Posted on Monday, March 22nd, 2010 at 11:16 am
Author: Renee Martin
Saturday, March 20th, Tavis Smiley convened a panel to discuss the Black Agenda in the age of Obama. The panellists included such people as Dr Michael Eric Dyson, Angela Glover, Reverend Jessie L. Jackson Sr., Dr. Cornel West, Louis Farrakhan and Dorothy Wright Tillman. The We Count panel replaced Smiley’s annual State of the Black Union conference, but the format remained similar. All participants were members of the Black intelligentsia, with no representation from poor Blacks that the panellists’ expressed such concern for.
Tavis Smiley posed the following question to begin the discussion: “How do we advance and African-American agenda in the era of Obama and how do we do that in what many are calling a post-racial America?”
This question coming from Tavis Smiley is quite interesting, considering that he has a history of expressing displeasure with Obama. The panellists were quick to affirm their own problems with the Obama administration.
In response to Tavis, Ms Tillman had this to say:
“President Obama is not addressing the Black agenda. President Obama has been told that it’s alright not to address our agenda. So if you don’t address it, don’t worry about it, ‘cause they going to be quiet. He been told by the little birds in his ears. Because we are so happy to have a Black face in the White house that we have to get back in that place where they had us before.”
Though this commentary supposedly came from a place of love, the overwhelming message was that Obama has failed to place the needs of African-Americans at the forefront, because he continues to hold a high approval rating among them and received 97% of their votes. For as long as he is beloved, it was suggested that he will not be inspired to act.
Many White Americans believe that the United States has moved to a post-racial state, because it has elected an African-American president. This flies in the face of all of the systemic inequality that continues to exist.
Brother Farrakhan addressed the issue saying:
“The forces around power is always the real power. President Obama does not run this country. President Obama has been chosen to govern White affairs and if in that process we get something, it won’t be because the governing powers want it , it will be because we organized and forced a government to speak to our needs. I like you am very proud that a Black man sits in the White house but I understand very clearly and we should all understand that it is the White house… Do you think that having a Black face in the White house means that we don’t have to make him do it? We have a right to expect something from our brother, 97% of our people voted for him.”
Years of work went into electing Barack Obama. Even as Lincoln read the Emancipation Proclamation, Blacks were dreaming of the time when they would have a seat at the table. From Shirley Chisom to Jesse Jackson, politicians and civil rights leaders have struggled so that one day a Black face would become the face of America.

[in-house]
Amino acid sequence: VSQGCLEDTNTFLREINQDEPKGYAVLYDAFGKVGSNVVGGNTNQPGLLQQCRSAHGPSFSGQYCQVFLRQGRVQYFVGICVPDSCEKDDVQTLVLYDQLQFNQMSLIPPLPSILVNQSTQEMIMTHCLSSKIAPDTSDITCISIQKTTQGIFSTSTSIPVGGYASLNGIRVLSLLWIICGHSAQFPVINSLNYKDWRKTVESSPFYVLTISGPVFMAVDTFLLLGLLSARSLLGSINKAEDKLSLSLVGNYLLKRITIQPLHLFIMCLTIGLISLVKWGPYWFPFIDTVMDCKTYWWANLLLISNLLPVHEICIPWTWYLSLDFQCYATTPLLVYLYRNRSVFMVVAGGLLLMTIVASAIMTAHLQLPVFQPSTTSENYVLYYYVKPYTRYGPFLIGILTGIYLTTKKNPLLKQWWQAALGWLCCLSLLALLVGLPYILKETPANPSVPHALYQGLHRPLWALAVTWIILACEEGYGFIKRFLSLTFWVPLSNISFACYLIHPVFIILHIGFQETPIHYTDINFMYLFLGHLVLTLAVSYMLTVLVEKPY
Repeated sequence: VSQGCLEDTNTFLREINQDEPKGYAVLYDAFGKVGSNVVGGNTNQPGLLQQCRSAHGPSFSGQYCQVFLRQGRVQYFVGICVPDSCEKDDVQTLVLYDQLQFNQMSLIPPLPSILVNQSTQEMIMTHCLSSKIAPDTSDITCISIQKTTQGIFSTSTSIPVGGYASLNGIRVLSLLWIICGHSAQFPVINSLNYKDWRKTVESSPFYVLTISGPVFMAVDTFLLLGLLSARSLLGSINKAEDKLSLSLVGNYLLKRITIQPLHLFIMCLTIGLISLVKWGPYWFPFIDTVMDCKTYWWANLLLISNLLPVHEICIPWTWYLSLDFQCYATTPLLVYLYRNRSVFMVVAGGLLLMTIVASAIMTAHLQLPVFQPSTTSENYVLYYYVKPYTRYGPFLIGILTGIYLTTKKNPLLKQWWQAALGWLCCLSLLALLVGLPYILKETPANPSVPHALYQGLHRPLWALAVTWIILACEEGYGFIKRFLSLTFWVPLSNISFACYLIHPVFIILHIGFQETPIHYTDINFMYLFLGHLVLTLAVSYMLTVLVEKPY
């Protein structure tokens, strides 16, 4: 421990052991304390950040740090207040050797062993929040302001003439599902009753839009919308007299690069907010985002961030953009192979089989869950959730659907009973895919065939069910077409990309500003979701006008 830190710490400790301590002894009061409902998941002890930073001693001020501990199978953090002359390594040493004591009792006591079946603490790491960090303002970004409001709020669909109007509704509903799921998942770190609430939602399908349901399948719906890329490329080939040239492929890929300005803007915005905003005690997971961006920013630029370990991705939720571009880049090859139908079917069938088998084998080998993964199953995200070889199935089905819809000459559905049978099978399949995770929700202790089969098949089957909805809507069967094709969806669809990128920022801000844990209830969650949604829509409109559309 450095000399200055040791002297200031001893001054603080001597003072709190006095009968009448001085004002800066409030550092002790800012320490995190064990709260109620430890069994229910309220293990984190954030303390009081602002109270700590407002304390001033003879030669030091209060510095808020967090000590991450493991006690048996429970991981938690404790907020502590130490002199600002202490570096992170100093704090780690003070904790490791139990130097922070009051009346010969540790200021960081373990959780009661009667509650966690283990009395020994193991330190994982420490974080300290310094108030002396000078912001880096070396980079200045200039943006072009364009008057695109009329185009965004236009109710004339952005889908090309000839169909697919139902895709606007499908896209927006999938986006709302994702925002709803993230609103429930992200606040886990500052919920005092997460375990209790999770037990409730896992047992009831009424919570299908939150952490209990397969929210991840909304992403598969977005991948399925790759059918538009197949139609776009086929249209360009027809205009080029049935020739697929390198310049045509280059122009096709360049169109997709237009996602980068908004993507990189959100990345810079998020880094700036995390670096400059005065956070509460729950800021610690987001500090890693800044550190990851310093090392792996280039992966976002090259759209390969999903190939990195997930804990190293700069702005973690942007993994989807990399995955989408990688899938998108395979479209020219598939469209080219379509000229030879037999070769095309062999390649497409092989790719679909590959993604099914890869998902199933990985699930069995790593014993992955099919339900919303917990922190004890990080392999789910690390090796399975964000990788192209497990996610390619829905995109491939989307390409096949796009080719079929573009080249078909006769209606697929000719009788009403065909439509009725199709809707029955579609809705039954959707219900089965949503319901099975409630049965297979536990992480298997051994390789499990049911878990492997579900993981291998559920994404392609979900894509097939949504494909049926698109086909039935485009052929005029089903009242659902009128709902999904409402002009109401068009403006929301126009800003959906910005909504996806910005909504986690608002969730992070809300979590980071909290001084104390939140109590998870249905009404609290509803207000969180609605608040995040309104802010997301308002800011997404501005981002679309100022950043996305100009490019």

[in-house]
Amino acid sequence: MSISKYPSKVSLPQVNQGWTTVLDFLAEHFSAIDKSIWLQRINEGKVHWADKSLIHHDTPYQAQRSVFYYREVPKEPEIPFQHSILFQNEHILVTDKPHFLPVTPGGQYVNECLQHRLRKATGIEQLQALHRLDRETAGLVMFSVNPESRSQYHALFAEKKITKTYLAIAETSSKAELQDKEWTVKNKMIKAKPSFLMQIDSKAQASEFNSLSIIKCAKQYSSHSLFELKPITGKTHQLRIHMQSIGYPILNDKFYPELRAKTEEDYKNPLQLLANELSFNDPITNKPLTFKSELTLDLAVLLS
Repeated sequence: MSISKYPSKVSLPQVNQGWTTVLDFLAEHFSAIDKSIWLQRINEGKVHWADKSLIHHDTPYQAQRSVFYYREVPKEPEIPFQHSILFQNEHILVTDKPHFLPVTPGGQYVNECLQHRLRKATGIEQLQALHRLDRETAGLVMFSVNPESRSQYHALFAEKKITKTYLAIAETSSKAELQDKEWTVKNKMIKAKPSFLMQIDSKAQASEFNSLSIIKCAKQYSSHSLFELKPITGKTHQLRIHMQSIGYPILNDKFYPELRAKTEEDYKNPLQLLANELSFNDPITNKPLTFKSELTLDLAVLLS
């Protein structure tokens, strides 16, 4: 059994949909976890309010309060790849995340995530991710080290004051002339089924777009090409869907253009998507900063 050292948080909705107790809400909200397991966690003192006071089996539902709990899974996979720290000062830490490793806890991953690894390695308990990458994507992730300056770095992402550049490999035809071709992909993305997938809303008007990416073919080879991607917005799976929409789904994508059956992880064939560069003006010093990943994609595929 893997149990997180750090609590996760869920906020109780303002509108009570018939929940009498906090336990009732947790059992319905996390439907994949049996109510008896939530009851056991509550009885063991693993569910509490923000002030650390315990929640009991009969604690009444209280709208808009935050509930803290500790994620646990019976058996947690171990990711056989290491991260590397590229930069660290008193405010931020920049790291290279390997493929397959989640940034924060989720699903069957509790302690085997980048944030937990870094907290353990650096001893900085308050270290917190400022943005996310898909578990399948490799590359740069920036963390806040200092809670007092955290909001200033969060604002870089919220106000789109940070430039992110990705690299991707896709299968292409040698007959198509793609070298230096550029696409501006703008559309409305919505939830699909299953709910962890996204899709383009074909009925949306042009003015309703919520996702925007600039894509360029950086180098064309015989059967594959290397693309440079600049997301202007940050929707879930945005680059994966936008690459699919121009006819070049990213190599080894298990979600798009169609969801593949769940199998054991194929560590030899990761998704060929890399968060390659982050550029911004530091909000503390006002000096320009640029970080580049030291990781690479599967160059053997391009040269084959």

Now that the dream has been realized and the cup still remains empty, it is reasonable to suggest that the struggles have not reaped the benefits that were projected onto this President. As Obama has repeatedly said, he is not the president of Black America, but the president of all of America.
Even as the panellists were critical of Obama’s top-down solution to poverty, the irony of the fact that they were themselves privileged was not once remarked upon. Not only did the men outnumber the women, but they were all able-bodied, cisgender and heterosexual. That this basic fact went unremarked upon suggests that perhaps the real agenda is not equality for all but the rise of a Black middle class that rivals the current middle class, which is largely made up of White able-bodied, cisgender and heterosexual people. Repeating hierarchy is not freedom.
Surely, dealing with race and the way it intersects with other isms and complicates the lives of many Blacks is integral to things like education, health care and class mobility. Yet this so-called Black agenda failed to recognise intersectionality, thus reducing what it is to be African-American. Perhaps before demands are made for others, the first and indeed most important agenda is to realize that Blackness can be experienced differently.
Finally, the age imbalance in the panel was extremely telling. Only one young woman was invited to voice her opinion, while the others were well into their fifties and beyond. Many of the concerns articulated sprung from a 60’s civil rights framework, and while these issues still exist, they are being challenged by youth in different ways.
Instead of acknowledging the way that the young have taken to Twitter, blogging and Facebook to fight for change, the panellists talked about “failed Joshuas.” Apparently, despite the work that is done on a daily basis, the young are understood to have dropped the flame that the old (Moses) have attempted to pass on.
There can be no single conversation on the Black Agenda because the community is not a monolith. Each individual may feel the sting of racism, but it acts in different ways, and requires a multitude of solutions. Activism is not always about marching and singing “We Shall Overcome”; it is about reaching the mountaintop together as a people with our individual experiences respected. No one group or person is a leader unless he or she dares to speak to us all, instead of for us all.
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